Basic sanitation history during Modern Age
Basic sanitation history during Modern Age

In the Modern Age (1453-1789), besides the book of Frontinus, Vitruvius’ books have been translated, in 1673. A methodology to measure the flow and the outflow speed was developed, yet establishing, that the rivers and fountains and underground waters were formed by rain. The supply model conceived during the Middle Ages was in decadency. In Paris, in the late fifteenth century, the distribution of water was controlled through pipes under the supervision of the municipality.

Brazil enters the sanitation map in 1620, when the works of the Carioca River aqueduct were initiated to supply Rio de Janeiro, by initiative of Aires Saldanha, with a length of 270m and height of 18m. The work was completed over a hundred years later, when it was delivered to the population the first collective system of water supply in the country, in 1723.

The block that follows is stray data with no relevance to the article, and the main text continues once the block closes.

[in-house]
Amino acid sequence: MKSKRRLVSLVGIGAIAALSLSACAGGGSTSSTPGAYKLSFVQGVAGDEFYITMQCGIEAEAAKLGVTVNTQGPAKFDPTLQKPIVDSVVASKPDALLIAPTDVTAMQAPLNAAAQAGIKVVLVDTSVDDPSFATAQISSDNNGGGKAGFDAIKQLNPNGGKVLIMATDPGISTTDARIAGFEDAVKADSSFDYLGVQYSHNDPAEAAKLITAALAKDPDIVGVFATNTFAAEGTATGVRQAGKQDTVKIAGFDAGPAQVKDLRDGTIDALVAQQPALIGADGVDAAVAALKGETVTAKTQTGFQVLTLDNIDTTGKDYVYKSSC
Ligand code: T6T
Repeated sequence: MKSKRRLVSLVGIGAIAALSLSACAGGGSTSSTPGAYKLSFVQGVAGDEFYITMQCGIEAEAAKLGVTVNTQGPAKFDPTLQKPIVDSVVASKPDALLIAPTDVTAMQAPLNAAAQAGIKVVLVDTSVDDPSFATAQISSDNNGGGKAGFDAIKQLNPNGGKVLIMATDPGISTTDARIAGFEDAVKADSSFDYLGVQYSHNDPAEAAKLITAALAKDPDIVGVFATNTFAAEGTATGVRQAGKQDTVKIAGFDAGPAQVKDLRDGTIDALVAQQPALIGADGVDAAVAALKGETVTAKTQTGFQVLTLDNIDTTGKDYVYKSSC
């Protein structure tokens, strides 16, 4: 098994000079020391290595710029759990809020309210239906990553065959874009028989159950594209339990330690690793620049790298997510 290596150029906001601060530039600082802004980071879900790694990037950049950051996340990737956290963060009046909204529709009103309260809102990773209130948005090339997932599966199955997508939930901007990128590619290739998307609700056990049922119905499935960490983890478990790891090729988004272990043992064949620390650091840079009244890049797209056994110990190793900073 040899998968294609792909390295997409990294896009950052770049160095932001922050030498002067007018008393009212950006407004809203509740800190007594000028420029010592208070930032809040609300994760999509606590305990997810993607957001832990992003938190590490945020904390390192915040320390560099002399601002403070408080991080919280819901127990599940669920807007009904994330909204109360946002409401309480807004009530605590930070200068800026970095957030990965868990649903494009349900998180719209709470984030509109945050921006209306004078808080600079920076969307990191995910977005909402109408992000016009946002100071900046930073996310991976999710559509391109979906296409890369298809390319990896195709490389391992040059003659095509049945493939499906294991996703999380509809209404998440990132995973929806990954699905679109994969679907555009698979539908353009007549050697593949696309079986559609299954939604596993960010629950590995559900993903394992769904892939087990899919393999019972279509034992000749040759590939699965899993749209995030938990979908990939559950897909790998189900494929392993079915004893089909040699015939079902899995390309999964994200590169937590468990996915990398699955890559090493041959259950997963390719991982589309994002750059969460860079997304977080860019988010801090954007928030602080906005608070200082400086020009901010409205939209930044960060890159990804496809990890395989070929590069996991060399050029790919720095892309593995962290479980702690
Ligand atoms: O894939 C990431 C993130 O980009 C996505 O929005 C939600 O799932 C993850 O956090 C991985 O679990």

In 1664, the piped water distribution was increased with the manufacture of cast iron pipes molded by Johan Jordan, France, and its installation in the palace of Versailles. Shortly later, Johann invented the centrifugal pump, and in 1775, Joseph Bramah invented the toilet in England.